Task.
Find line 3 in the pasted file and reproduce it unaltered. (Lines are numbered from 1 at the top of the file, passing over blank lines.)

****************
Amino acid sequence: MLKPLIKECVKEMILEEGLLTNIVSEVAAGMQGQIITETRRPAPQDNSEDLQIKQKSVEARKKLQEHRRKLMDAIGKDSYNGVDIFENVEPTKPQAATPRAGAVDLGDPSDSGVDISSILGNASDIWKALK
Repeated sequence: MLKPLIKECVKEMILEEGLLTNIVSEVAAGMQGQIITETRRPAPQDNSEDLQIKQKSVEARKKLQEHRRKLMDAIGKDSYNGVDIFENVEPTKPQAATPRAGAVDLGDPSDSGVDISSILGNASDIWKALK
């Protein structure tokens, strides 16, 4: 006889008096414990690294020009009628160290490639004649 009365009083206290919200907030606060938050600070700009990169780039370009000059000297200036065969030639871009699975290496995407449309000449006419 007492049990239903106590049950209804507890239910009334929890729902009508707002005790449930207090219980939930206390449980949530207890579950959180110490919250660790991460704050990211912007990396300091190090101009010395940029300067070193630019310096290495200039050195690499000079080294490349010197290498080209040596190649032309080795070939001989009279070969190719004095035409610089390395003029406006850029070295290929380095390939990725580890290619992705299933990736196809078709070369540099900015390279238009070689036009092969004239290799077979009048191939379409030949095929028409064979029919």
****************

């Protein structure tokens, strides 16, 4: 006889008096414990690294020009009628160290490639004649 009365009083206290919200907030606060938050600070700009990169780039370009000059000297200036065969030639871009699975290496995407449309000449006419 007492049990239903106590049950209804507890239910009334929890729902009508707002005790449930207090219980939930206390449980949530207890579950959180110490919250660790991460704050990211912007990396300091190090101009010395940029300067070193630019310096290495200039050195690499000079080294490349010197290498080209040596190649032309080795070939001989009279070969190719004095035409610089390395003029406006850029070295290929380095390939990725580890290619992705299933990736196809078709070369540099900015390279238009070689036009092969004239290799077979009048191939379409030949095929028409064979029919």